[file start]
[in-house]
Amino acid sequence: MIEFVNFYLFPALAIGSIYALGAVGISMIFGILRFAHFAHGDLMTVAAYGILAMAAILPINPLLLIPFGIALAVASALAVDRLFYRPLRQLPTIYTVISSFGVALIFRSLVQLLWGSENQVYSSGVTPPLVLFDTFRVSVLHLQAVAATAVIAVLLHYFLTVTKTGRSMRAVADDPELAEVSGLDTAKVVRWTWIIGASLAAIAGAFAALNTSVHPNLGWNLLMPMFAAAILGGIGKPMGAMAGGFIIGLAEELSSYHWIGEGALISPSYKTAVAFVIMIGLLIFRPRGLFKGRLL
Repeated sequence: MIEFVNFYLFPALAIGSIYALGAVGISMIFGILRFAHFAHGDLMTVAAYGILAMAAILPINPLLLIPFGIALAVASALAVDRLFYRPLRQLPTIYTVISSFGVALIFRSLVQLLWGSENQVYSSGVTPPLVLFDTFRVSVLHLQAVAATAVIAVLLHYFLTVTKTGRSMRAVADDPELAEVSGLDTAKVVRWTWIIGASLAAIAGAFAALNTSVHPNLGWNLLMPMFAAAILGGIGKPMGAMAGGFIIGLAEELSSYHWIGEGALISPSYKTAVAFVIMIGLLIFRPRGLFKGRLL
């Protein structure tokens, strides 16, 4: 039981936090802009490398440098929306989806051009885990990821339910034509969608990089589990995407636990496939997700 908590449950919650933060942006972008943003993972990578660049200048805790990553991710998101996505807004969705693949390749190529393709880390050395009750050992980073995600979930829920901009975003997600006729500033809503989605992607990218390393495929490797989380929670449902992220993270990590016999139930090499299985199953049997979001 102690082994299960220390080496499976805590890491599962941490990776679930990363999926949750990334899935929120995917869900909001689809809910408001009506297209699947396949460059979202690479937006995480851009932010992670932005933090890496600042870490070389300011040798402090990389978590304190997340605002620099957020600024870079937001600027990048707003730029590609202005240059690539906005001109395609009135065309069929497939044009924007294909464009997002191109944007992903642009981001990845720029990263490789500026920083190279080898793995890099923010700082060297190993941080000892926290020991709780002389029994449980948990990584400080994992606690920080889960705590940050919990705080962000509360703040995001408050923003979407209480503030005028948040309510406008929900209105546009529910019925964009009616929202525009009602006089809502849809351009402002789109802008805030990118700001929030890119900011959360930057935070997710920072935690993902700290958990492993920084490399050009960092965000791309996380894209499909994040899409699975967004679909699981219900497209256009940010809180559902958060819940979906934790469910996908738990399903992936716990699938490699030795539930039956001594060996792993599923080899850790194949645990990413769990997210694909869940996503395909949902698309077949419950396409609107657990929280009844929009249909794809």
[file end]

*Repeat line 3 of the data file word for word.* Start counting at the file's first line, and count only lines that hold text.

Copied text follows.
Repeated sequence: MIEFVNFYLFPALAIGSIYALGAVGISMIFGILRFAHFAHGDLMTVAAYGILAMAAILPINPLLLIPFGIALAVASALAVDRLFYRPLRQLPTIYTVISSFGVALIFRSLVQLLWGSENQVYSSGVTPPLVLFDTFRVSVLHLQAVAATAVIAVLLHYFLTVTKTGRSMRAVADDPELAEVSGLDTAKVVRWTWIIGASLAAIAGAFAALNTSVHPNLGWNLLMPMFAAAILGGIGKPMGAMAGGFIIGLAEELSSYHWIGEGALISPSYKTAVAFVIMIGLLIFRPRGLFKGRLL